The regulations set forth a five-step sequence to be utilized in evaluating a disability benefit application. First, the trier of fact should consider the claimant's current work activity. If the claimant is currently engaged in substantial gainful activity, he will not be found to be disabled. Second, the trier of fact should determine whether the claimant has a "severe impairment" which has significantly limited or will significantly limit his capacity to perform basic work activities for a period of twelve months. Basic work activities are defined as including physical functions such as walking, standing, sitting, lifting, pushing, pulling, reaching, carrying, and handling.If there is no "severe impairment," no further consideration is necessary. If such an impairment does exist, however, the trier of fact should then decide whether the claimant has an impairment as described in Appendix I of the regulations. If the condition qualifies under these guidelines, the individual must be determined to be disabled without consideration of vocational factors. The fourth inquiry is whether the claimant's impairments prevent him from performing his past work. Finally, if the claimant cannot perform his past work, the trier of fact should consider whether the claimant's remaining physical and mental abilities are consistent with the demands of other jobs and whether he has the vocational capabilities to make the adjustment to such new type of employment. 20 C.F.R. § 404.1503; see Berry v. Schweiker, 675 F.2d 464 (2d Cir. 1982). As noted above, the claimant bears the burden of proof as to the first four steps while the Secretary must prove the final one.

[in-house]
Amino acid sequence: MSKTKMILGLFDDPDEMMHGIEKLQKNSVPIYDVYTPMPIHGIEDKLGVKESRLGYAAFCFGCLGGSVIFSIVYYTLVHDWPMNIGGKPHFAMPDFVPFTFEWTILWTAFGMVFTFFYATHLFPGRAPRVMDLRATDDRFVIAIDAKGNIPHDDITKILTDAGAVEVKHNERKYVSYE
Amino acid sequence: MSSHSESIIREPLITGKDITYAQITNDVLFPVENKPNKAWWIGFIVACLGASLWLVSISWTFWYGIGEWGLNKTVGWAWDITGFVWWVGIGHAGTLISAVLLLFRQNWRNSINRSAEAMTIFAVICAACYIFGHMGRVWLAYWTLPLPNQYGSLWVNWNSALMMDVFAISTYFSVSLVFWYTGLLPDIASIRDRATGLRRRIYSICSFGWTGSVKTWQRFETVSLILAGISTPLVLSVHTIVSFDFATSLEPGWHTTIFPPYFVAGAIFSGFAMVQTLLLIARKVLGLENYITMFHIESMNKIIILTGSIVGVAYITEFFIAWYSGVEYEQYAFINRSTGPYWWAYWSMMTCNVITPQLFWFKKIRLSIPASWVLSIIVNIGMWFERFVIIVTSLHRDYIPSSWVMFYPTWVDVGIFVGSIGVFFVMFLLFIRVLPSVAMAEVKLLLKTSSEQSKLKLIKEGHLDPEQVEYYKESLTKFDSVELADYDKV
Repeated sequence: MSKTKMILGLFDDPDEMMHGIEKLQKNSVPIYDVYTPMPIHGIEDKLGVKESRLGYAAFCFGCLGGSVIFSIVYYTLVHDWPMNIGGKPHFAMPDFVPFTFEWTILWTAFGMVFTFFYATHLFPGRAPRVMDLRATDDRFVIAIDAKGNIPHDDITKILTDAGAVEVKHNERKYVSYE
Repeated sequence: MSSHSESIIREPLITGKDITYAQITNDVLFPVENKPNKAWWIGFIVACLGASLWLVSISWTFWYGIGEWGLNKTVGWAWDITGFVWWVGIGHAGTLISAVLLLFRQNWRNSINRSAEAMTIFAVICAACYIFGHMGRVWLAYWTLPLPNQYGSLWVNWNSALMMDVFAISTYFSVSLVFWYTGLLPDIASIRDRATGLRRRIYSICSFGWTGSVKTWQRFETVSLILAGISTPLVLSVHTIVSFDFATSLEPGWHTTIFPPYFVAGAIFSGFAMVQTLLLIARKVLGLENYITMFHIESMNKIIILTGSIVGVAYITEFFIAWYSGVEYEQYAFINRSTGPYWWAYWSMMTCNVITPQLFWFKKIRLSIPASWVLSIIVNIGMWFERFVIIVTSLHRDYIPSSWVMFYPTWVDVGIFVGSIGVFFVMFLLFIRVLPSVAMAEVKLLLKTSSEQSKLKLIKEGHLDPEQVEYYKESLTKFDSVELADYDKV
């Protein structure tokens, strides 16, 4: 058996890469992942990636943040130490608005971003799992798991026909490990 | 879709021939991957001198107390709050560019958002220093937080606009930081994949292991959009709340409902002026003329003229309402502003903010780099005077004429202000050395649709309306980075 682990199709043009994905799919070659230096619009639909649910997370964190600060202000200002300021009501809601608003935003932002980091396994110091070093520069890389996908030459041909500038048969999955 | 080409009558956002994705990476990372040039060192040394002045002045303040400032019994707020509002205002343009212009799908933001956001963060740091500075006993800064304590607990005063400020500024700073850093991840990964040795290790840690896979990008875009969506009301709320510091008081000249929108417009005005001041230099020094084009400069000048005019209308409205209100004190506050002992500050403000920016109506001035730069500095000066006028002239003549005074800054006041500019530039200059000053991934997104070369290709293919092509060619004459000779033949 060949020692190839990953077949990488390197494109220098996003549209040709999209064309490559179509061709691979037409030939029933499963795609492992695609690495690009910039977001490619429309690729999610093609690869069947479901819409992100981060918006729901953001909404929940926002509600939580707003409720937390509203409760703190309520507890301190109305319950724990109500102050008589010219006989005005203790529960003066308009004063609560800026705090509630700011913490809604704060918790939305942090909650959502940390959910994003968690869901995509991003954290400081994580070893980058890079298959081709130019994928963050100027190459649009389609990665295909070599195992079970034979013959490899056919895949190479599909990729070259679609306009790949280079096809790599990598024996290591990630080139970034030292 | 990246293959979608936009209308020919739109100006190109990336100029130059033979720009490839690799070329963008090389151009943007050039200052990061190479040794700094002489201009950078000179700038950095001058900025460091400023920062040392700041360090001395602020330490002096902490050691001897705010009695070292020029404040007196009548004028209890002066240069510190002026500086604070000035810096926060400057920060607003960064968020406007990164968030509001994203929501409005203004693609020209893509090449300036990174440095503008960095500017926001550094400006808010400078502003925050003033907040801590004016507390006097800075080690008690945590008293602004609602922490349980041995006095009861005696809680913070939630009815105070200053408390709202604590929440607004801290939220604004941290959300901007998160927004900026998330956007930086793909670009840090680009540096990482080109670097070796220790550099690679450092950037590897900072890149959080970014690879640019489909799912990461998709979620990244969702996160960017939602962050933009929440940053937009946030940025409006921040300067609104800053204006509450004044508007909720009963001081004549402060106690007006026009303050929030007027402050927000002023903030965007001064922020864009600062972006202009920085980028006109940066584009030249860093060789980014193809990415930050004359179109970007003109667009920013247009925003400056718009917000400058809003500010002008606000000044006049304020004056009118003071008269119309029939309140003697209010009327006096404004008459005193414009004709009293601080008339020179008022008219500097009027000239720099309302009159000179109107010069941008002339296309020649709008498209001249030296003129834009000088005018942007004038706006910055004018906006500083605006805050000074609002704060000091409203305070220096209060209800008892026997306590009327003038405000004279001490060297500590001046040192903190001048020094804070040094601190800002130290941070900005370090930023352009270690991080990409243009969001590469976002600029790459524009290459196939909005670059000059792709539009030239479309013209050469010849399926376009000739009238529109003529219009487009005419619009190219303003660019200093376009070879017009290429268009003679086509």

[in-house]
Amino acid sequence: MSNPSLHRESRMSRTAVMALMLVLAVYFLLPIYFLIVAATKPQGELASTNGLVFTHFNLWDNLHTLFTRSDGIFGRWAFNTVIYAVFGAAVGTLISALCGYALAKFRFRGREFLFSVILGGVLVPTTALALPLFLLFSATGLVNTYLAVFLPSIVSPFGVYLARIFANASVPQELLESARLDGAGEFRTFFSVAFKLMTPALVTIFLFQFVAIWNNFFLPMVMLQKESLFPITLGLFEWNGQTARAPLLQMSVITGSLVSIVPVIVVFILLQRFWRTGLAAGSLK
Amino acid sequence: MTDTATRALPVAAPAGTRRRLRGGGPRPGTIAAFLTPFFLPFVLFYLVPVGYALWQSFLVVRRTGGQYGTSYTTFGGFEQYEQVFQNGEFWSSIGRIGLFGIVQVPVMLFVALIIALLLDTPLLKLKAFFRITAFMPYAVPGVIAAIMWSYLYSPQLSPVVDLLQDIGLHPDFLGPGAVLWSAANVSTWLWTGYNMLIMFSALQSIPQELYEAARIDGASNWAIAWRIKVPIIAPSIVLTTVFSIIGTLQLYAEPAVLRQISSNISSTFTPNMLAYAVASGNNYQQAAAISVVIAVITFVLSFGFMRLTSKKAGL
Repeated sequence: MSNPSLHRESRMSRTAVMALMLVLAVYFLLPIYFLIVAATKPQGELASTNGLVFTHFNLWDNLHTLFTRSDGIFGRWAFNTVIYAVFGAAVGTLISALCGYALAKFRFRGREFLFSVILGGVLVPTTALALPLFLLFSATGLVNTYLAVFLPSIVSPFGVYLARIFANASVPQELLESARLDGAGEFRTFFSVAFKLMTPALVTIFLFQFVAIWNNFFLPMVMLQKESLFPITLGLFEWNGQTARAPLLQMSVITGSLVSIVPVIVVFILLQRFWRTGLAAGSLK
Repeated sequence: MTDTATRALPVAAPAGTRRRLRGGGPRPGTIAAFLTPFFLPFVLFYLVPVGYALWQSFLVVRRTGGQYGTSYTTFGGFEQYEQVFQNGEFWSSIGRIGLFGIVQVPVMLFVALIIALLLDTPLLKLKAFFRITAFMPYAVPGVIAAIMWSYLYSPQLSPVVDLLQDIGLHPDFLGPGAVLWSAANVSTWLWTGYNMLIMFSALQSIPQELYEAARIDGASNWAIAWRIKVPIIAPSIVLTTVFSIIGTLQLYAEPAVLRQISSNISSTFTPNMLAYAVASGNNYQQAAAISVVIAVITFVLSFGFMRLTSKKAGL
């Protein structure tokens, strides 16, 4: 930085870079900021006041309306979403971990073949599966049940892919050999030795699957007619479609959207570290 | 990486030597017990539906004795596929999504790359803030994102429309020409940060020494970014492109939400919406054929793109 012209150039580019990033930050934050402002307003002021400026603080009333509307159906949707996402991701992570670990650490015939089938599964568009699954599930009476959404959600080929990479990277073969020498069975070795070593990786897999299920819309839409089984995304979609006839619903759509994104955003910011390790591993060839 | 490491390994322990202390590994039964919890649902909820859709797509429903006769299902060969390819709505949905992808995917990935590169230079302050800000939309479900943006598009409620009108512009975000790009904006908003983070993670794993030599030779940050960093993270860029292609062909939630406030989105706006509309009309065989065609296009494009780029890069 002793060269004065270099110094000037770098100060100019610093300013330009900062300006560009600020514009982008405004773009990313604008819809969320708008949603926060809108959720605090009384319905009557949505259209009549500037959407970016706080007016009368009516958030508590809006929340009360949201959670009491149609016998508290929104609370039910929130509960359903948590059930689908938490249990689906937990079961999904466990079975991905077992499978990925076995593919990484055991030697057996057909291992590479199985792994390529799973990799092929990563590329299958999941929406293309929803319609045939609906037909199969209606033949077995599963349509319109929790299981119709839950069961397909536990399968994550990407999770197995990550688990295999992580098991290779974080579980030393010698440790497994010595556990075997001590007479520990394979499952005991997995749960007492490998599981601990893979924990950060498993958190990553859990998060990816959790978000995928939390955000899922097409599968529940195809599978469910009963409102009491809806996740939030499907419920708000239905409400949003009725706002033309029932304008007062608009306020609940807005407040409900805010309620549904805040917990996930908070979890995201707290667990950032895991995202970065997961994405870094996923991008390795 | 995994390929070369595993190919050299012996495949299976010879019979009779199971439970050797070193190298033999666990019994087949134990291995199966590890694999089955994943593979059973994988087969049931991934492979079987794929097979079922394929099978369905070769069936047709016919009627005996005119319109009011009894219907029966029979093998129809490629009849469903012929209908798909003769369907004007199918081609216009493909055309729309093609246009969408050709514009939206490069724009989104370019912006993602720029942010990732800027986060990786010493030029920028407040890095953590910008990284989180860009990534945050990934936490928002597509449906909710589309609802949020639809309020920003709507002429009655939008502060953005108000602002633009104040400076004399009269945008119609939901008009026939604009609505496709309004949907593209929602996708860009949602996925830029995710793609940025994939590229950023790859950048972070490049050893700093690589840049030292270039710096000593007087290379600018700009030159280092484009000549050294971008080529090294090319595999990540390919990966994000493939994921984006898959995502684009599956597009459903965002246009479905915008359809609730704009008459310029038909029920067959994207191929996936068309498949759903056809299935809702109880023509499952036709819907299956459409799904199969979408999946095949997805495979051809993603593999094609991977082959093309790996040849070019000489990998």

In reaching a conclusion on these issues, the case law indicates that the trier of fact should consider (1) objective medical facts, diagnoses, or medical opinions, (2) subjective testimony by the claimant as to pain or disability, and (3) background data such as the claimant's age, education, nd previous work experience. Parker, supra; Bastien v. Califano, 572 F.2d 908 (2d Cir. 1978). Where, as here, the claimed disability results in part from severe pain, the application for benefits should be evaluated under "the standard that a medical impairment which results in severe disabling pain may give rise to a grant of disability even if 'objective' clinical findings do not provide proof of an affliction ordinarily causing such pain." Aubeuf, 649 F.2d 107, 114 (2d Cir. 1981), quoting Marcus v. Califano, 615 F.2d 23, 28 (2d Cir. 1979). However, the Secretary is not obliged to accept as true a claimant's self-serving, subjective statements pertaining to his claim. See Aubeuf v. Schweiker, supra, 649 F.2d at 114; Marcus v. Califano, supra, 615 F.2d at 27. Subjective symptoms must be evaluated with due consideration of credibility, motivation and medical evidence of impairment.
The standard for judicial review of disability determinations by the Secretary is established by § 205(g) of the Act. That section provides that the Secretary's factual findings shall be conclusive if supported by substantial evidence, which has been defined as "such relevant evidence as a reasonable mind might accept as adequate to support a conclusion." Richardson v. Perales, 402 U.S. 389, 401, 28 L. Ed. 2d 842, 91 S. Ct. 1420 (1971), quoting Consolidated Edison Co. v. NLRB, 305 U.S. 197, 229, 59 S. Ct. 206, 83 L. Ed. 126 (1938).
The substantial evidence test applies not only to findings of basic evidentiary facts, but also to inferences and conclusions drawn from such facts. Rodriguez v. Califano, 431 F. Supp. 421, 423 (S.D.N.Y. 1977); Beane v. Richardson, 457 F.2d 758, 759 (9th Cir.), cert. denied, 409 U.S. 859, 34 L. Ed. 2d 105, 93 S. Ct. 144 (1972). In short, the reviewing court is not to decide the case de novo, and the Secretary's determination will be conclusive even in instances where the court's independent analysis of the evidence may differ from that of the Secretary. Reading v. Mathews, 542 F.2d 993, 997 (7th Cir. 1976). A reviewing court is not required to accept the Secretary's determination, however, if the ...